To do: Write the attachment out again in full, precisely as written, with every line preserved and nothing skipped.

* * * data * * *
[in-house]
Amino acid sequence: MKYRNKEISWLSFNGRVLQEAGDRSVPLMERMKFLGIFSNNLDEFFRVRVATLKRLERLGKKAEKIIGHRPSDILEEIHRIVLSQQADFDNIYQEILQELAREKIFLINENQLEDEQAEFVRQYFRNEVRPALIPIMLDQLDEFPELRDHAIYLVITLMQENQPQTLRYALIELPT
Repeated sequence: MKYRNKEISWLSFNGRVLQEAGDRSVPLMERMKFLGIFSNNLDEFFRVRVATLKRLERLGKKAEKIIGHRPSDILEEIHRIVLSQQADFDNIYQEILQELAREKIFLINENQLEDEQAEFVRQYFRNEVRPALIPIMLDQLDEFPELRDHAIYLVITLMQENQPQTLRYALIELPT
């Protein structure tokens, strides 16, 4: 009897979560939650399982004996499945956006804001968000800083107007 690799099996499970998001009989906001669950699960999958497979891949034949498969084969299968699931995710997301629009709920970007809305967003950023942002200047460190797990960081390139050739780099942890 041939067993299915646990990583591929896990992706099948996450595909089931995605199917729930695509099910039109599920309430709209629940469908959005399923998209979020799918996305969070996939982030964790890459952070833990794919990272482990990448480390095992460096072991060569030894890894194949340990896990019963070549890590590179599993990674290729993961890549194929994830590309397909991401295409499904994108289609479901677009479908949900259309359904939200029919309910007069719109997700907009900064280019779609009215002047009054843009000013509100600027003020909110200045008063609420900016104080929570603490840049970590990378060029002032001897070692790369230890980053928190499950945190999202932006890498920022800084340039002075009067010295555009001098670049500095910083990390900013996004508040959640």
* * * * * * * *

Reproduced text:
[in-house]
Amino acid sequence: MKYRNKEISWLSFNGRVLQEAGDRSVPLMERMKFLGIFSNNLDEFFRVRVATLKRLERLGKKAEKIIGHRPSDILEEIHRIVLSQQADFDNIYQEILQELAREKIFLINENQLEDEQAEFVRQYFRNEVRPALIPIMLDQLDEFPELRDHAIYLVITLMQENQPQTLRYALIELPT
Repeated sequence: MKYRNKEISWLSFNGRVLQEAGDRSVPLMERMKFLGIFSNNLDEFFRVRVATLKRLERLGKKAEKIIGHRPSDILEEIHRIVLSQQADFDNIYQEILQELAREKIFLINENQLEDEQAEFVRQYFRNEVRPALIPIMLDQLDEFPELRDHAIYLVITLMQENQPQTLRYALIELPT
């Protein structure tokens, strides 16, 4: 009897979560939650399982004996499945956006804001968000800083107007 690799099996499970998001009989906001669950699960999958497979891949034949498969084969299968699931995710997301629009709920970007809305967003950023942002200047460190797990960081390139050739780099942890 041939067993299915646990990583591929896990992706099948996450595909089931995605199917729930695509099910039109599920309430709209629940469908959005399923998209979020799918996305969070996939982030964790890459952070833990794919990272482990990448480390095992460096072991060569030894890894194949340990896990019963070549890590590179599993990674290729993961890549194929994830590309397909991401295409499904994108289609479901677009479908949900259309359904939200029919309910007069719109997700907009900064280019779609009215002047009054843009000013509100600027003020909110200045008063609420900016104080929570603490840049970590990378060029002032001897070692790369230890980053928190499950945190999202932006890498920022800084340039002075009067010295555009001098670049500095910083990390900013996004508040959640």